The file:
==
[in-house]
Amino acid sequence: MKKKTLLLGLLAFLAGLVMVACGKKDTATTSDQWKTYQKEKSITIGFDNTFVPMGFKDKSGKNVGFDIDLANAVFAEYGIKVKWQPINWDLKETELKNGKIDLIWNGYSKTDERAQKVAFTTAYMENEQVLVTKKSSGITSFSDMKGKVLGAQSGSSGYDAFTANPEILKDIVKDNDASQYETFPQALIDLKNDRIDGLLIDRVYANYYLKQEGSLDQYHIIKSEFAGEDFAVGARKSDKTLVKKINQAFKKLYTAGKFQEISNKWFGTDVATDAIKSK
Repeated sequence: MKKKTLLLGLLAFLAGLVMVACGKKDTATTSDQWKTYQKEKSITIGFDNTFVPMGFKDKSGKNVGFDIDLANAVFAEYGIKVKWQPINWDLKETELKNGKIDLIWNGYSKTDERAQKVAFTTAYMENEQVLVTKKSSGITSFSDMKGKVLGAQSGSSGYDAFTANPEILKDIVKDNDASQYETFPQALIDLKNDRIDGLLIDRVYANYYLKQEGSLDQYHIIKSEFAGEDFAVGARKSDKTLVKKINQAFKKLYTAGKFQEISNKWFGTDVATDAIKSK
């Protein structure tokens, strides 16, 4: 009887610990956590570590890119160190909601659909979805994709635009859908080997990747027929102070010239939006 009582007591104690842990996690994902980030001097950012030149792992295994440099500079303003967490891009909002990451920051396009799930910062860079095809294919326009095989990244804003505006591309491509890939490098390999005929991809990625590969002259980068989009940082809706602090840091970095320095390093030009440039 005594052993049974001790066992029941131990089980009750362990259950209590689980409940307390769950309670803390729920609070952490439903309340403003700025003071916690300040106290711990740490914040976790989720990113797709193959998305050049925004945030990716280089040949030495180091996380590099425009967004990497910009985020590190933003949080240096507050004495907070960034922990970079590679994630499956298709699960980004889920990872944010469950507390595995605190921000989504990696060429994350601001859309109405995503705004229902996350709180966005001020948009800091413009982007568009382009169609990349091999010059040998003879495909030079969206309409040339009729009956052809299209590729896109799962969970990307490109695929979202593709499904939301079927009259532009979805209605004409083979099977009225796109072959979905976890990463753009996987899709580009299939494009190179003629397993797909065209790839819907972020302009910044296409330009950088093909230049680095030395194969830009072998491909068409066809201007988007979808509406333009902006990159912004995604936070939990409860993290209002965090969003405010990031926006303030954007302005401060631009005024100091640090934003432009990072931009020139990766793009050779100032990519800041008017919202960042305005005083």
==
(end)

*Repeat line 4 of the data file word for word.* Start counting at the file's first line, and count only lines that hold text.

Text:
């Protein structure tokens, strides 16, 4: 009887610990956590570590890119160190909601659909979805994709635009859908080997990747027929102070010239939006 009582007591104690842990996690994902980030001097950012030149792992295994440099500079303003967490891009909002990451920051396009799930910062860079095809294919326009095989990244804003505006591309491509890939490098390999005929991809990625590969002259980068989009940082809706602090840091970095320095390093030009440039 005594052993049974001790066992029941131990089980009750362990259950209590689980409940307390769950309670803390729920609070952490439903309340403003700025003071916690300040106290711990740490914040976790989720990113797709193959998305050049925004945030990716280089040949030495180091996380590099425009967004990497910009985020590190933003949080240096507050004495907070960034922990970079590679994630499956298709699960980004889920990872944010469950507390595995605190921000989504990696060429994350601001859309109405995503705004229902996350709180966005001020948009800091413009982007568009382009169609990349091999010059040998003879495909030079969206309409040339009729009956052809299209590729896109799962969970990307490109695929979202593709499904939301079927009259532009979805209605004409083979099977009225796109072959979905976890990463753009996987899709580009299939494009190179003629397993797909065209790839819907972020302009910044296409330009950088093909230049680095030395194969830009072998491909068409066809201007988007979808509406333009902006990159912004995604936070939990409860993290209002965090969003405010990031926006303030954007302005401060631009005024100091640090934003432009990072931009020139990766793009050779100032990519800041008017919202960042305005005083």